(iv) Nature of reactants. The nature of the reacting species may also the influence the reaction rate. For example, combustion of nitric oxide (NO) is faster as compared to that of carbon monoxide (CO) (v) Surface area. Increase in surface area provides more opportunity for the reactants to come in contact or collide resulting in increased reaction rate. For example, in laboratory. We quite often prefer granulated zinc lump of the metal while preparing hydrogen gas on reacting with dilute hydrochloric acid or dilute sulphuric acid. Actually, granulated zinc has greater surface area available for the attack by the acid than lump of zinc. Therefore, it reacts at a faster rate.

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(vi) Exposure to radiations. Many chemical reactions known as photochemical reactions are carried in the presence of sun light. For example, In these reactions, the photons of light are the source of energy which helps in breaking the bonds in the reacting molecules so that may react and form molecules of products.

4.6. A reaction is second order with respect to a reactant How is the rate of reaction affected if the concentration of the reactant is (i) doubled (ii) reduced to half?
Sol: 4.7. What is the effect of temperature on the rate constant of reaction? How can this temperature effect on the rate constant be represented quantitatively?
Sol: The rate constant (k) for a reaction increases with rise in temperature and becomes nearly double with about every 10° rise in temperature. The effect is expressed with Arrhenius equation.
k=AeEa/Rt 4.8. In a pseudo first order hydrolysis of ester in water, the following results were obtained:
t/s 0 30 60 90
[Ester] mol L-1 0-55 0-31 0 17 0 085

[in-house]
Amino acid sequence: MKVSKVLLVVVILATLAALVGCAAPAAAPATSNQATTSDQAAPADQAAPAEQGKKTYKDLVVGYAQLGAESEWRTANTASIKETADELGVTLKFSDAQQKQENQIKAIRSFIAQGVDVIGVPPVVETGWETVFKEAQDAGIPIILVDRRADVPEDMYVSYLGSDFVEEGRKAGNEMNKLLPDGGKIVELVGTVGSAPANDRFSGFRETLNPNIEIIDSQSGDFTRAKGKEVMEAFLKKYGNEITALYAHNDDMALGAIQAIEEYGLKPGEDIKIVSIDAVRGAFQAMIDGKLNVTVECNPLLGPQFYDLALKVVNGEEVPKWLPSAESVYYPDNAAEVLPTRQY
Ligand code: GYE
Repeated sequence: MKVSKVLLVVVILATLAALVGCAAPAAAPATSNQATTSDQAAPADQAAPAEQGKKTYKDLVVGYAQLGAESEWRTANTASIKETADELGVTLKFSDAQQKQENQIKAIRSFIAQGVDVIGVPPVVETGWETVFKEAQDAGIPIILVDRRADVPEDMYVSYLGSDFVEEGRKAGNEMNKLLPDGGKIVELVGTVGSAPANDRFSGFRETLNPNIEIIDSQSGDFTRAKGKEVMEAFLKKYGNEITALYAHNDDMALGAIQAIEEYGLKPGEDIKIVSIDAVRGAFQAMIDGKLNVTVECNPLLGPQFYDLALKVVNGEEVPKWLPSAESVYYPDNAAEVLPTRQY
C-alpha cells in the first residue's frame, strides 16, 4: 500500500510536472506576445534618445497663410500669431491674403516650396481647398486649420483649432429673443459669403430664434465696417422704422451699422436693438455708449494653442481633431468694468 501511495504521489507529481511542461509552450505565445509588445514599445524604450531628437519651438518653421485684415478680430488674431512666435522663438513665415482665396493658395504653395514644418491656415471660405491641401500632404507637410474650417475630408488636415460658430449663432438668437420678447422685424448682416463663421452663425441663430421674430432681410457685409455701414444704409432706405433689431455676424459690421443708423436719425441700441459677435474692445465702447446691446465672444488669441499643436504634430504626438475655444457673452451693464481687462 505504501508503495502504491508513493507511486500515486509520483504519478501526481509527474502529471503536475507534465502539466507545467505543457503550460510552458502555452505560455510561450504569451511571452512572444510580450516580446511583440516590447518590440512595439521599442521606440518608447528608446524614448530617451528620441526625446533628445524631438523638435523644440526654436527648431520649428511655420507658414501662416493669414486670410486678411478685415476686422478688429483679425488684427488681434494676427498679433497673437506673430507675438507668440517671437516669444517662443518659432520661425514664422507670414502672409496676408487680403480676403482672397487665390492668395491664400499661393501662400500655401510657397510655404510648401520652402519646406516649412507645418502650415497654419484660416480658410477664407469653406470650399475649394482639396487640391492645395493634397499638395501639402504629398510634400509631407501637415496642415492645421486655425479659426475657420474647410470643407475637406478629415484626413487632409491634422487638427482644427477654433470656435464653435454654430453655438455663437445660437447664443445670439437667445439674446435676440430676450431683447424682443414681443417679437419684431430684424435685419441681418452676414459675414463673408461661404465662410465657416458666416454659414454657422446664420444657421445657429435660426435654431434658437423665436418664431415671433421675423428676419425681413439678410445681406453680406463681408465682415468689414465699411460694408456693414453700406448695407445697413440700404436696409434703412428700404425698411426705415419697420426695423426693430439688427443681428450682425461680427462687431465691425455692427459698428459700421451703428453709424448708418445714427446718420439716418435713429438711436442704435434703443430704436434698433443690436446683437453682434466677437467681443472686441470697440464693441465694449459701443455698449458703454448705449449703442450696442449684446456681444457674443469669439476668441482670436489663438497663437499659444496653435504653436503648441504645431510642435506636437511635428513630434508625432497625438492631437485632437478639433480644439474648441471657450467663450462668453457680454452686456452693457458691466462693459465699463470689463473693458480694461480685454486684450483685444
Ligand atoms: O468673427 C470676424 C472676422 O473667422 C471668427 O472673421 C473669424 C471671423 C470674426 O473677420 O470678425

(i) Calculate the average rate of reaction between the time interval 30 to 60 seconds.
(ii) Calculate the pseudo first order rate constant for the hydrolysis of ester.
Sol:  4.9. A reaction is first order in A and second order in B.
(i) Write the differential rate equation.
(ii) How is the rate affected on increasing the concentration of B three times?
(iii) How is the rate affected when the concentrations of both A and B is doubled?
Sol: 4.10. In a reaction between A and B, the initial rate of reaction (r) was measured for different initial concentrations of A and B as given below: What is the order of the reaction with respect to A and B?
Sol:  4.11. The following results have been obtained during the kinetic studies of the reaction.
2A+B ——–> C + D Determine the rate law and the rate constant for the reaction.
Sol:  4.12. The reaction between A and B is first order with respect to A and zero order with respect to B. Fill in the blanks in the following table: Sol:  4.13. Calculate the half-life of a first order reaction from their rate constants given below:
(i) 200 s-1 (ii) 2 min-1
(iii) 4 years-1
Sol: 4.14. The half-life for radioactive decay of 14C is 5730 years. An archaeological artifact containing wood had only 80% of the 14C found in a living tree. Estimate the age of the sample.